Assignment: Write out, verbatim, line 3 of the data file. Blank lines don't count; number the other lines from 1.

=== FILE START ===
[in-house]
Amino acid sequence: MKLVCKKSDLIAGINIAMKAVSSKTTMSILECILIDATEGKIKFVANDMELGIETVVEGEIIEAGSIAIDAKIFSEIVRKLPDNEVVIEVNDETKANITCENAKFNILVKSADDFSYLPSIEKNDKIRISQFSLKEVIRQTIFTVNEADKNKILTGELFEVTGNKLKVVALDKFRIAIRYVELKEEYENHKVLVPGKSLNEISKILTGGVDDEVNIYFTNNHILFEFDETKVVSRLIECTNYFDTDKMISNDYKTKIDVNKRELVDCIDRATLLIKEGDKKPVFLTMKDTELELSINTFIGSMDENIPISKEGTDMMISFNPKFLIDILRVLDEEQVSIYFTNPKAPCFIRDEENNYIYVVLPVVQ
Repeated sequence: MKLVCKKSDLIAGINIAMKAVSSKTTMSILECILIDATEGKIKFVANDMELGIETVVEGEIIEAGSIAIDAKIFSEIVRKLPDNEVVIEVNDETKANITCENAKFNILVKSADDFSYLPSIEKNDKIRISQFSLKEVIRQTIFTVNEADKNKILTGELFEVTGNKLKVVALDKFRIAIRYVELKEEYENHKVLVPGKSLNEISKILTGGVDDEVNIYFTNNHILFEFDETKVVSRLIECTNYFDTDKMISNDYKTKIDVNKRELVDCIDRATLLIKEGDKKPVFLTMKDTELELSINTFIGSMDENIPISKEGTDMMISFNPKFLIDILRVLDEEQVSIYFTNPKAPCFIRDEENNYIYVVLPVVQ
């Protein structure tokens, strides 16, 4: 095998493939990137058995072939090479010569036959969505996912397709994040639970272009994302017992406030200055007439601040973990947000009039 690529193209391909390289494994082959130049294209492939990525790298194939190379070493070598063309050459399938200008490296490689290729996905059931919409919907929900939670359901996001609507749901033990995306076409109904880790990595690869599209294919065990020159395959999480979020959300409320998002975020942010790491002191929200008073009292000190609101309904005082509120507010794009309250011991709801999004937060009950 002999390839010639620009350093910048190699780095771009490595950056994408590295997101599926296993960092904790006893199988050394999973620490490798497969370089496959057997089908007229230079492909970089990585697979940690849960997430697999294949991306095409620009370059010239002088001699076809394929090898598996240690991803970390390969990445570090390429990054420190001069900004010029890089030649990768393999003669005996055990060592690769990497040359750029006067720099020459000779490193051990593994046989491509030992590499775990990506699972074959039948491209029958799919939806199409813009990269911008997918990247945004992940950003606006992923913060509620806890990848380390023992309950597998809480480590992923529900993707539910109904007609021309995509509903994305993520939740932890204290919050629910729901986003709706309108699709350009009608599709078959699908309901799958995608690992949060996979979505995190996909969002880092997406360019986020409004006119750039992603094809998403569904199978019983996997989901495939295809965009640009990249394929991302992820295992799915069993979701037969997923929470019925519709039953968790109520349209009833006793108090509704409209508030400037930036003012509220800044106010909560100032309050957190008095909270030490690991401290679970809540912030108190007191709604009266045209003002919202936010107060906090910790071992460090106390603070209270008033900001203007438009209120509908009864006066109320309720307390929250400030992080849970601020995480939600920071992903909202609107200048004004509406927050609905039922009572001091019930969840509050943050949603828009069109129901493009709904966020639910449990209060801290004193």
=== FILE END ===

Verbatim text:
Repeated sequence: MKLVCKKSDLIAGINIAMKAVSSKTTMSILECILIDATEGKIKFVANDMELGIETVVEGEIIEAGSIAIDAKIFSEIVRKLPDNEVVIEVNDETKANITCENAKFNILVKSADDFSYLPSIEKNDKIRISQFSLKEVIRQTIFTVNEADKNKILTGELFEVTGNKLKVVALDKFRIAIRYVELKEEYENHKVLVPGKSLNEISKILTGGVDDEVNIYFTNNHILFEFDETKVVSRLIECTNYFDTDKMISNDYKTKIDVNKRELVDCIDRATLLIKEGDKKPVFLTMKDTELELSINTFIGSMDENIPISKEGTDMMISFNPKFLIDILRVLDEEQVSIYFTNPKAPCFIRDEENNYIYVVLPVVQ